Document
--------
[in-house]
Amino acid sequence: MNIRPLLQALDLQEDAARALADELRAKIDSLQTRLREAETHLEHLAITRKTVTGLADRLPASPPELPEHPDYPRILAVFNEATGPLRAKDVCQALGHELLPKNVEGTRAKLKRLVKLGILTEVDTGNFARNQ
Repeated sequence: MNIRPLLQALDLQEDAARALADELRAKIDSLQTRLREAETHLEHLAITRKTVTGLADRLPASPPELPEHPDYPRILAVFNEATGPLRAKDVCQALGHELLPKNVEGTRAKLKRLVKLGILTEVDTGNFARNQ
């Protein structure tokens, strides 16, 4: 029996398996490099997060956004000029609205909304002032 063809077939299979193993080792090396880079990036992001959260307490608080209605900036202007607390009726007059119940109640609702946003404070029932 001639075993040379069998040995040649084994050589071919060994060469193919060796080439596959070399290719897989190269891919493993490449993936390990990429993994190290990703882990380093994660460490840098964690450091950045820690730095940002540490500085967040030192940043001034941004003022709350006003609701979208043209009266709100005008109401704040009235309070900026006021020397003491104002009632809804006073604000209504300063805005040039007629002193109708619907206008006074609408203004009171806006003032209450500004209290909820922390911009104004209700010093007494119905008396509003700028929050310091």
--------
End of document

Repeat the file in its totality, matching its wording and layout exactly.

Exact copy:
[in-house]
Amino acid sequence: MNIRPLLQALDLQEDAARALADELRAKIDSLQTRLREAETHLEHLAITRKTVTGLADRLPASPPELPEHPDYPRILAVFNEATGPLRAKDVCQALGHELLPKNVEGTRAKLKRLVKLGILTEVDTGNFARNQ
Repeated sequence: MNIRPLLQALDLQEDAARALADELRAKIDSLQTRLREAETHLEHLAITRKTVTGLADRLPASPPELPEHPDYPRILAVFNEATGPLRAKDVCQALGHELLPKNVEGTRAKLKRLVKLGILTEVDTGNFARNQ
């Protein structure tokens, strides 16, 4: 029996398996490099997060956004000029609205909304002032 063809077939299979193993080792090396880079990036992001959260307490608080209605900036202007607390009726007059119940109640609702946003404070029932 001639075993040379069998040995040649084994050589071919060994060469193919060796080439596959070399290719897989190269891919493993490449993936390990990429993994190290990703882990380093994660460490840098964690450091950045820690730095940002540490500085967040030192940043001034941004003022709350006003609701979208043209009266709100005008109401704040009235309070900026006021020397003491104002009632809804006073604000209504300063805005040039007629002193109708619907206008006074609408203004009171806006003032209450500004209290909820922390911009104004209700010093007494119905008396509003700028929050310091």